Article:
Saturday, November 18, 2006

Is Israel drifting towards all-out fascism? and other news

JERUSALEM - Israel's zionist deputy prime minister on Saturday said Israel should assassinate Hamas' leadership, ignore the moderate Palestinian president and walk away from international peace efforts, the latest in a string of hard-line positions voiced by the newest member of the Cabinet. The comments by Avigdor Lieberman came as the rival Palestinian factions, Hamas and Fatah, continued talks on forming a unity government. President Mahmoud Abbas of Fatah hopes the coalition deal will enable him to revive peace efforts with Israel. Israeli Prime Minister Ehud Olmert brought Lieberman into the government last month to shore up a shaky coalition government weakened by the summer war in Lebanon. The Moldova-born Lieberman enjoys tremendous support among Israel's large community of immigrants from the former Soviet Union. Recent Israeli actions and foreign policies show disturbing trends of increasing ultra-nationalism, Zionism, and open hostility towards Arabs - very similar to the fascist Germany's attitude towards Jews in 1930s.

In another news:
MOSCOW - The former head of one of Chechnya's Movladi Baisarov was shot when he resisted officers seeking to detain him on a main avenue in the capital, said Svetlana Petrenko, spokeswoman for the Moscow prosecutor's office. A prosecutor at the scene, Irina Bobinova, said he pulled a grenade when police tried to arrest him after he got out of a car. Baisarov headed a force that provided security for Chechnya's first pro-Moscow president, Akhmad Kadyrov, who was assassinated in 2004, but had been on increasingly bad terms with Kadyrov's son Ramzan, the region's powerful prime minister. Baisarov's force had reportedly worked before for the separatist Chechen leadership in the late 1990s.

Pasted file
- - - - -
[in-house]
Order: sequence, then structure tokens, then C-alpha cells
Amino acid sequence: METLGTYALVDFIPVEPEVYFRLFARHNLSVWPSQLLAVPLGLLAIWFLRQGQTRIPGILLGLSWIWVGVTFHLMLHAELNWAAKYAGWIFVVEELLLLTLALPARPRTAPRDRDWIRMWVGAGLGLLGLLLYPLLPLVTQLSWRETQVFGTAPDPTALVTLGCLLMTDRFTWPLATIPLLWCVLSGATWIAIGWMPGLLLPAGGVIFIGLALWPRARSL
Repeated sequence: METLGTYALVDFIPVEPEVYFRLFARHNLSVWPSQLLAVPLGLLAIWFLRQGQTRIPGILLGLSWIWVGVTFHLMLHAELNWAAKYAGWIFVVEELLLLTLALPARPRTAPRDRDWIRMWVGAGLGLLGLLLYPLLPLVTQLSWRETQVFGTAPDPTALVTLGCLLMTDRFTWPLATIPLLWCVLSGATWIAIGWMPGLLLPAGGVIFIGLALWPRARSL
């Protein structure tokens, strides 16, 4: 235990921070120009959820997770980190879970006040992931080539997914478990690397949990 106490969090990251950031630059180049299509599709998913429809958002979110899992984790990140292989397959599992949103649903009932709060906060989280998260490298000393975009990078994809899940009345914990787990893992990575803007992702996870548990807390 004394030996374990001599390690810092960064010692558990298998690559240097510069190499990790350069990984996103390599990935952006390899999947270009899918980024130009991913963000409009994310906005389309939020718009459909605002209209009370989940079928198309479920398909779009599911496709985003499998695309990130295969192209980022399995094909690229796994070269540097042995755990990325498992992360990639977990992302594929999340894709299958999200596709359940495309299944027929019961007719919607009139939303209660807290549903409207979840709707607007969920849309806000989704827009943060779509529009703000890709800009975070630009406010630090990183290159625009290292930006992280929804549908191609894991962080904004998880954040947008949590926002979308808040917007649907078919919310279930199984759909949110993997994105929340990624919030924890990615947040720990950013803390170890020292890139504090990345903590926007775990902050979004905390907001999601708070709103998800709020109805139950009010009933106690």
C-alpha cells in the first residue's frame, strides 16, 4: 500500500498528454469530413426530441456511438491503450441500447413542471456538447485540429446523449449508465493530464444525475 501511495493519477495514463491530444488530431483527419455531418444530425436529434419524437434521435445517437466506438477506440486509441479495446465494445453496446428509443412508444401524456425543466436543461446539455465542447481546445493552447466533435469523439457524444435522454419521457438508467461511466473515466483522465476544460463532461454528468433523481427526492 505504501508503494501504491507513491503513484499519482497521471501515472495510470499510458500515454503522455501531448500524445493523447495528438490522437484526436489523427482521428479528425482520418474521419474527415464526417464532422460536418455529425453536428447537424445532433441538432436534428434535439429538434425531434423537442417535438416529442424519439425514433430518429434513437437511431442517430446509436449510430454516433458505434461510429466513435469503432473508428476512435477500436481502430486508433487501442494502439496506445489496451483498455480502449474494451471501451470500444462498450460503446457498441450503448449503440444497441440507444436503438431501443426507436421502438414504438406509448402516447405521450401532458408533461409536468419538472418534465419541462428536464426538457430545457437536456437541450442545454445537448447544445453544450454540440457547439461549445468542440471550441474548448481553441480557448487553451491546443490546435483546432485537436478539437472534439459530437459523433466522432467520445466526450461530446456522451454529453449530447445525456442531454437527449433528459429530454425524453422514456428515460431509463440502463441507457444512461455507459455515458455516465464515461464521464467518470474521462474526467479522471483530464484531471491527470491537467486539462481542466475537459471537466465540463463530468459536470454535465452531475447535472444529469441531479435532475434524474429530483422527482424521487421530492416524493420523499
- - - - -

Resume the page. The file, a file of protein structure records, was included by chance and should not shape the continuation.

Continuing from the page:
HANOI, Vietnam - Lobbying world leaders, President Bush lined up support Saturday for pressuring long-defiant North Korea to prove it is serious about dismantling its nuclear weapons program. Bush used a summit of Pacific Rim countries to consult individually with leaders of the four other nations engaged with North Korea in nuclear disarmament talks, stalled for more than a year but now on the verge of resumption. Those talks were expected to win endorsement Sunday from all 21 participants in the annual meeting of the Asia-Pacific Economic Cooperation forum. Nearly two weeks after election losses weakened his presidency, Bush faced questions from summit partners about the Democratic takeover of Congress and the message of disapproval about the Iraq war.

BAGHDAD, Iraq - Coalition forces raided a Shiite militia stronghold in Baghdad searching for dozens of Iraqi hostages Saturday and combed through rural southern Iraq where four American security contractors and an Austrian were kidnapped. Both efforts appeared to come up empty-handed.

P.S. apologies for not updating this for a while


Blogger No Hassle Loans said...

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4:53 PM, November 19, 2006  

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